Report 06/2012: Collision between a train and a tractor, White House Farm User Worked Crossing

Collision between a train and a tractor, White House Farm User Worked Crossing, 25 September 2011


At approximately 10:13 hrs on Sunday 25 September 2011, the 10:10 hrs service from Kings Lynn to Ely operated by First Capital Connect struck a tractor on White House Farm User Worked Crossing (UWC).

The impact between the train and the tractor caused the front of the tractor to be separated from the driving cab. The tractor driver remained in the cab of the tractor, but suffered a broken collarbone, lacerations and bruising.

The tractor moved onto the crossing when the train was no more than 100 metres away and travelling at 70 mph (113 km/h). The train driver sounded the train’s horn and applied the emergency brake, but was unable to prevent the collision. The second wheelset on the train derailed after the collision occurred, but the train remained upright and in line while stopping. The train driver suffered a chest injury and shock in the accident. No-one else on the train was injured. Evacuation of passengers took place after three hours because equipment providing electrical power to trains had become dislodged and was hanging close to the track.

At the time of the accident, there were frequent movements of tractors and trailers over the crossing because of activity associated with the harvesting of sugar beet in an adjacent field. The tractor driver was telephoning the signaller at Kings Lynn to ask for permission to cross on each occasion. This was not the normal method of working; usually, crossing users would check that it was safe to cross before doing so and the signaller at Kings Lynn would not be aware that the crossing was being used.

The accident occurred because the signaller gave the tractor driver permission to cross before seeking confirmation that the train had passed. The tractor driver did not check for approaching trains because he considered that the signaller’s permission to cross was sufficient guarantee that it was safe to do so.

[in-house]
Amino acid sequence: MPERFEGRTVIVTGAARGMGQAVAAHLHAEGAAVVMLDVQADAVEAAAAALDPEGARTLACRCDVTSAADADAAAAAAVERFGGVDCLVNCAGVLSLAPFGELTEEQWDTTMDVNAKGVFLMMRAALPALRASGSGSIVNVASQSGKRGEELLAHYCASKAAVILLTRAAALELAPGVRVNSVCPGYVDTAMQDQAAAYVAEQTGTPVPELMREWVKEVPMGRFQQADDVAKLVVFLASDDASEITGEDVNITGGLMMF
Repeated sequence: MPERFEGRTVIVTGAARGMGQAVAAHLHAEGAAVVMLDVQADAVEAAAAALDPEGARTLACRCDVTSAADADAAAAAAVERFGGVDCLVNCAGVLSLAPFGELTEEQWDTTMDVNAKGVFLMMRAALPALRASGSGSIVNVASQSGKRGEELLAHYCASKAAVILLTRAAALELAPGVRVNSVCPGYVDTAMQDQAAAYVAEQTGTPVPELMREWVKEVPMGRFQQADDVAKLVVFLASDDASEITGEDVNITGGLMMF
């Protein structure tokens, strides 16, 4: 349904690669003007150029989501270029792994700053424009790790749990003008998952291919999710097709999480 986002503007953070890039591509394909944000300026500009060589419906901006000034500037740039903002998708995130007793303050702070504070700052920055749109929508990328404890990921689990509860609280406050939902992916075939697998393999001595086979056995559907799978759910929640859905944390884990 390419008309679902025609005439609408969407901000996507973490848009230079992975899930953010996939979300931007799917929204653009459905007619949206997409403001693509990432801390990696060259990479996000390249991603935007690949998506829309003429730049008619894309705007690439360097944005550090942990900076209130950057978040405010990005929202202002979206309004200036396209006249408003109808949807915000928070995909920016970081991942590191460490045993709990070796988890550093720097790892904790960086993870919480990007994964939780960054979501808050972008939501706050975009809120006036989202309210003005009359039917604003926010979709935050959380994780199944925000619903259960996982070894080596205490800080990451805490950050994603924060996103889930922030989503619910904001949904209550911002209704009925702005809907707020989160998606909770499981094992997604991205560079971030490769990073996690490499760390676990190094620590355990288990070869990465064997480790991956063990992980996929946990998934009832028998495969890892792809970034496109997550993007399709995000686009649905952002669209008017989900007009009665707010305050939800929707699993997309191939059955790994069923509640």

The Rail Accident Investigation Branch has made no recommendations. However, three learning points directly relevant to the causes or consequences of this accident have been identified:

  • signallers need to be made aware of the need to ensure that safety-critical messages are delivered in the right way;
  • when non-standard methods are to be applied for operating a UWC, it is important that all parties involved jointly review the proposed method of working, which should then be documented and confirmed in order that misunderstandings can be avoided; and
  • the availability of staff for earthing overhead line equipment at remote locations.

The RAIB has identified a further four learning points related to matters observed during its investigation, but not directly relevant to its cause or consequences. They cover:

  • the measurement of sighting distances as part of the assessment of safety at level crossings;
  • engagement between Network Rail and authorised users when assessing risk at UWCs so that the way in which the crossing is used can be considered as part of the exercise;
  • checks on telephones and the accuracy of signs at level crossings; and
  • keeping information on authorised users current.
Published 10 December 2014